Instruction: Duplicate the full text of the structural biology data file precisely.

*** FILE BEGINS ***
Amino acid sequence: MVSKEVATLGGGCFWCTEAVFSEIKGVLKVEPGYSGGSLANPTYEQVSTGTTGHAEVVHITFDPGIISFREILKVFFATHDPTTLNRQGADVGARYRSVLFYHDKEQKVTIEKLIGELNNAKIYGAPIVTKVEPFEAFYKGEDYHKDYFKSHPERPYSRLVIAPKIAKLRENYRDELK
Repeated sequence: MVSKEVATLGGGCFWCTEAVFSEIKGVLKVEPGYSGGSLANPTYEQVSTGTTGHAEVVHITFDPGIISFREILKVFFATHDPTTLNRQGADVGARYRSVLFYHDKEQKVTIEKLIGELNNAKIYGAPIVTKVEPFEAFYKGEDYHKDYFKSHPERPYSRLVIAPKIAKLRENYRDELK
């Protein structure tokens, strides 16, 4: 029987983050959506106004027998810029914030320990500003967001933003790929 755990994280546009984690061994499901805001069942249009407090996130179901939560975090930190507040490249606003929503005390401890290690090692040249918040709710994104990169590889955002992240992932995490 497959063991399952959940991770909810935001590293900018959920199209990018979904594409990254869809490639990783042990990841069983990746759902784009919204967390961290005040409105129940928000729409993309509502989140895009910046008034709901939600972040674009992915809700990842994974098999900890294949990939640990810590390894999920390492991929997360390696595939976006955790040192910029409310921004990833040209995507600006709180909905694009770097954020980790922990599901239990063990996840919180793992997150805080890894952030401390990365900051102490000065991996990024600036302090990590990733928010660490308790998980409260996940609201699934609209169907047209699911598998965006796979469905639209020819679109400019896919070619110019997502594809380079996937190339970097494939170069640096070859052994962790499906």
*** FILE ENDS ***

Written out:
Amino acid sequence: MVSKEVATLGGGCFWCTEAVFSEIKGVLKVEPGYSGGSLANPTYEQVSTGTTGHAEVVHITFDPGIISFREILKVFFATHDPTTLNRQGADVGARYRSVLFYHDKEQKVTIEKLIGELNNAKIYGAPIVTKVEPFEAFYKGEDYHKDYFKSHPERPYSRLVIAPKIAKLRENYRDELK
Repeated sequence: MVSKEVATLGGGCFWCTEAVFSEIKGVLKVEPGYSGGSLANPTYEQVSTGTTGHAEVVHITFDPGIISFREILKVFFATHDPTTLNRQGADVGARYRSVLFYHDKEQKVTIEKLIGELNNAKIYGAPIVTKVEPFEAFYKGEDYHKDYFKSHPERPYSRLVIAPKIAKLRENYRDELK
């Protein structure tokens, strides 16, 4: 029987983050959506106004027998810029914030320990500003967001933003790929 755990994280546009984690061994499901805001069942249009407090996130179901939560975090930190507040490249606003929503005390401890290690090692040249918040709710994104990169590889955002992240992932995490 497959063991399952959940991770909810935001590293900018959920199209990018979904594409990254869809490639990783042990990841069983990746759902784009919204967390961290005040409105129940928000729409993309509502989140895009910046008034709901939600972040674009992915809700990842994974098999900890294949990939640990810590390894999920390492991929997360390696595939976006955790040192910029409310921004990833040209995507600006709180909905694009770097954020980790922990599901239990063990996840919180793992997150805080890894952030401390990365900051102490000065991996990024600036302090990590990733928010660490308790998980409260996940609201699934609209169907047209699911598998965006796979469905639209020819679109400019896919070619110019997502594809380079996937190339970097494939170069640096070859052994962790499906």